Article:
For people who knew the stories of the Jewish fight for independence during the Maccabean Revolt in 168 BC, the epitome of evil was Antiochus Epiphanes. The ruler had taken away their freedoms. This evil one had desecrated their temple, in the same manner that later generations would remember Pompey and even Caligula as greater examples of evil in the world.
For people living during World War II, the epitome of evil was not Antiochus Epiphanes but another ruler, this time from Germany, named Adolf Hitler. For many, Hitler was the greatest example of evil in the world. For some, he remains the greatest example of pure destruction and evil in his maniacal schemes of genocide, persecution, and extinction.
Other names have been suggested for the identity of the greatest evil person but we need to realise that all of these attempts to describe evil speak more about us than they do about the evil person we are trying to identify. We seem to need to personify the evil forces in this world; we cannot leave the evil energy nameless or faceless. We must give it a name in order to be able to have appropriate discussions. In some ways, that is helpful. Generalizations can remain abstract unless we have an appropriate example or illustration. For example, one cannot fully know the abstract concept of love until one has been loved by another human being. We need the incarnated version of the story in all directions. The anthropomorphic nature of apocalyptic language is helpful.
Evil is so powerful that we are not content to live with a generalized abstraction or theory. Evil is personal. Evil has a name. It is not enough to go to war to fight an abstract theory such as evil or domination. We do best when we can label evil with a name, racial description, and address. And the name of evil is usually the name of our most current enemy.
Naming evil in this manner has some advantages. The rhetoric has focus. But personifying evil as something or someone out there is a dangerous thing as we are seeing in the USA just now when hundreds of thousands of police officers are being demonised because of the actions of a very few! Walter Wink cautions us against turning all of our attention on evil as an outside force. Even cartoonists know that “I have seen the enemy, and the enemy is me.” If evil is seen only as an outside force, then it becomes an even more dangerous and personal state with greater negative consequences.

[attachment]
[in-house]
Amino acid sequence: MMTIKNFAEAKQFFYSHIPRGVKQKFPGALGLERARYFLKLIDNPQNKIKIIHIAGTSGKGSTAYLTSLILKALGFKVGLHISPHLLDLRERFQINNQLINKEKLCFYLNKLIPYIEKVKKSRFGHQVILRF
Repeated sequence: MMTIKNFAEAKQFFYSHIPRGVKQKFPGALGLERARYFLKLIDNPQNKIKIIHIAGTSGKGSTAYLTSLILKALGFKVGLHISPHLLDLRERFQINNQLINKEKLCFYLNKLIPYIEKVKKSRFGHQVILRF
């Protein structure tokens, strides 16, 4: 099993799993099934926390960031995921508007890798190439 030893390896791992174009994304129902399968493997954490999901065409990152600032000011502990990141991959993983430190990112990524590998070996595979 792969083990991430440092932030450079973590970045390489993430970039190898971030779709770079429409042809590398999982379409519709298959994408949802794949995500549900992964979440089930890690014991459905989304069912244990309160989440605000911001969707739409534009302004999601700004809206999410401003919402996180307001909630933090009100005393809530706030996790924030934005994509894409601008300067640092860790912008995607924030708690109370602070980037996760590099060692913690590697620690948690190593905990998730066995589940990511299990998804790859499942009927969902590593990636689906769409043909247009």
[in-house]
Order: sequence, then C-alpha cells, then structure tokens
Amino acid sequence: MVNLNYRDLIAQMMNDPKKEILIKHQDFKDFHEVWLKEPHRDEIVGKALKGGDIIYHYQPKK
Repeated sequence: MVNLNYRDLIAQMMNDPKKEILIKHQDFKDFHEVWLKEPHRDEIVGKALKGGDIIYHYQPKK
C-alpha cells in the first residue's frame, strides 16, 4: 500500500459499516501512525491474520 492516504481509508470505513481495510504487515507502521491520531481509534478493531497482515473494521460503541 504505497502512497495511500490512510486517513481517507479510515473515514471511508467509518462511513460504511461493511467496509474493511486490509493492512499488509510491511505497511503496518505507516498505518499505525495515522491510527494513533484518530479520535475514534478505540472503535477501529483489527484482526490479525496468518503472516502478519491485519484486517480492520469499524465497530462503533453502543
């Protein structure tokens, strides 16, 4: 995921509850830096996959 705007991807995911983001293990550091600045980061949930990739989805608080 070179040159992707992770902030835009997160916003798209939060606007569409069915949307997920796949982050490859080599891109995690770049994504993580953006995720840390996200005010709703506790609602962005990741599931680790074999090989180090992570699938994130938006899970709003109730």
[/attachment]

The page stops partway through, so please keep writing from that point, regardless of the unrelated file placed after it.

Evil is not just outside of us; evil is a part of us, in us, and with us. We cannot kill all of our enemies and then look at each other with smugness, thinking that we have finally eradicated evil. Self reflection is a necessary prerequisite to a discussion of evil. The collective voice speaks, “What did we do to contribute to an environment of hate so that our neighbours are wanting to riot?” The individual voice speaks, “What evil do I contribute in small but significant ways that cause destruction of ideas as well as lives?” Evil is not simply out there waiting to snatch and control the life of a willing political leader. Evil is in here waiting to work its way into my daily life, with family and friends, at the job or the home dinner table. I, too, am responsible for the evil, not just someone out there.
The second concern of this chapter is that, in the midst of all this confusion, the best thing that we can do is “stand firm, and hold fast the traditions.” These are good words. In the midst of crisis, most us want to flee. We want to run away from the pain. The author of 2 Thessalonians gives counsel to do the exact opposite. Sit tight, don’t move, and hold on to what you have been taught. You know what to do.
The moment of decision comes. You can decide to stay or flee. The context does not matter. The chaos can be a soured relationship that is bringing disharmony. The crisis can be academic failure. The distress can be from the loss of a job. Sometimes our response to these terrible moments of distress is to withdraw and give up. Most likely, the Thessalonian Christians were experiencing persecution of both physical and emotional degree. The counsel that they are given is worth our attention—stay put and remember the past. Hang on; don’t run!